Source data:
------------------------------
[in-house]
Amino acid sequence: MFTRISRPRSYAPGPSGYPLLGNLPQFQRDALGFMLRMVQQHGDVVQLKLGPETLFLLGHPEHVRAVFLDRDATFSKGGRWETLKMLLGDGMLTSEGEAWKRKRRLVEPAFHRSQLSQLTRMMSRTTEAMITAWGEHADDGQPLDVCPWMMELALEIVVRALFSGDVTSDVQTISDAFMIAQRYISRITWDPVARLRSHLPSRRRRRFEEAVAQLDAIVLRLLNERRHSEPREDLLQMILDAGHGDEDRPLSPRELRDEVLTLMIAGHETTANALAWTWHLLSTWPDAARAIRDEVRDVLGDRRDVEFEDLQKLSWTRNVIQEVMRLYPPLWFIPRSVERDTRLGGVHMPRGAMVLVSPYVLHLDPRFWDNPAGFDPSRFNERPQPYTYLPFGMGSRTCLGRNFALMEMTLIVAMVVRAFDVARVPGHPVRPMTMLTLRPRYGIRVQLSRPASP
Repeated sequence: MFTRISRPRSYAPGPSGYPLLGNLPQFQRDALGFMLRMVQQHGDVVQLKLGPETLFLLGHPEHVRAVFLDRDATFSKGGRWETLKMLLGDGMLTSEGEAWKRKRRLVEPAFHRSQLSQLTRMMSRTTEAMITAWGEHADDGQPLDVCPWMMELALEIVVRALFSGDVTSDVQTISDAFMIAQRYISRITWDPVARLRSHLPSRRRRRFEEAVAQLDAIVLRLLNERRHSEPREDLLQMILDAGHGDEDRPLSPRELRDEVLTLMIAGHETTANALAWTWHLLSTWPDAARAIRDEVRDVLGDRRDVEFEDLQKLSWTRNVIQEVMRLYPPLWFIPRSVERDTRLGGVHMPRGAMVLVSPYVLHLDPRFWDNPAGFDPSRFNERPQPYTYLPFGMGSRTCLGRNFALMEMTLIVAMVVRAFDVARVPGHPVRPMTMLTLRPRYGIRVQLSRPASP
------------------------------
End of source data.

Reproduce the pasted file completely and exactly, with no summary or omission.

[in-house]
Amino acid sequence: MFTRISRPRSYAPGPSGYPLLGNLPQFQRDALGFMLRMVQQHGDVVQLKLGPETLFLLGHPEHVRAVFLDRDATFSKGGRWETLKMLLGDGMLTSEGEAWKRKRRLVEPAFHRSQLSQLTRMMSRTTEAMITAWGEHADDGQPLDVCPWMMELALEIVVRALFSGDVTSDVQTISDAFMIAQRYISRITWDPVARLRSHLPSRRRRRFEEAVAQLDAIVLRLLNERRHSEPREDLLQMILDAGHGDEDRPLSPRELRDEVLTLMIAGHETTANALAWTWHLLSTWPDAARAIRDEVRDVLGDRRDVEFEDLQKLSWTRNVIQEVMRLYPPLWFIPRSVERDTRLGGVHMPRGAMVLVSPYVLHLDPRFWDNPAGFDPSRFNERPQPYTYLPFGMGSRTCLGRNFALMEMTLIVAMVVRAFDVARVPGHPVRPMTMLTLRPRYGIRVQLSRPASP
Repeated sequence: MFTRISRPRSYAPGPSGYPLLGNLPQFQRDALGFMLRMVQQHGDVVQLKLGPETLFLLGHPEHVRAVFLDRDATFSKGGRWETLKMLLGDGMLTSEGEAWKRKRRLVEPAFHRSQLSQLTRMMSRTTEAMITAWGEHADDGQPLDVCPWMMELALEIVVRALFSGDVTSDVQTISDAFMIAQRYISRITWDPVARLRSHLPSRRRRRFEEAVAQLDAIVLRLLNERRHSEPREDLLQMILDAGHGDEDRPLSPRELRDEVLTLMIAGHETTANALAWTWHLLSTWPDAARAIRDEVRDVLGDRRDVEFEDLQKLSWTRNVIQEVMRLYPPLWFIPRSVERDTRLGGVHMPRGAMVLVSPYVLHLDPRFWDNPAGFDPSRFNERPQPYTYLPFGMGSRTCLGRNFALMEMTLIVAMVVRAFDVARVPGHPVRPMTMLTLRPRYGIRVQLSRPASP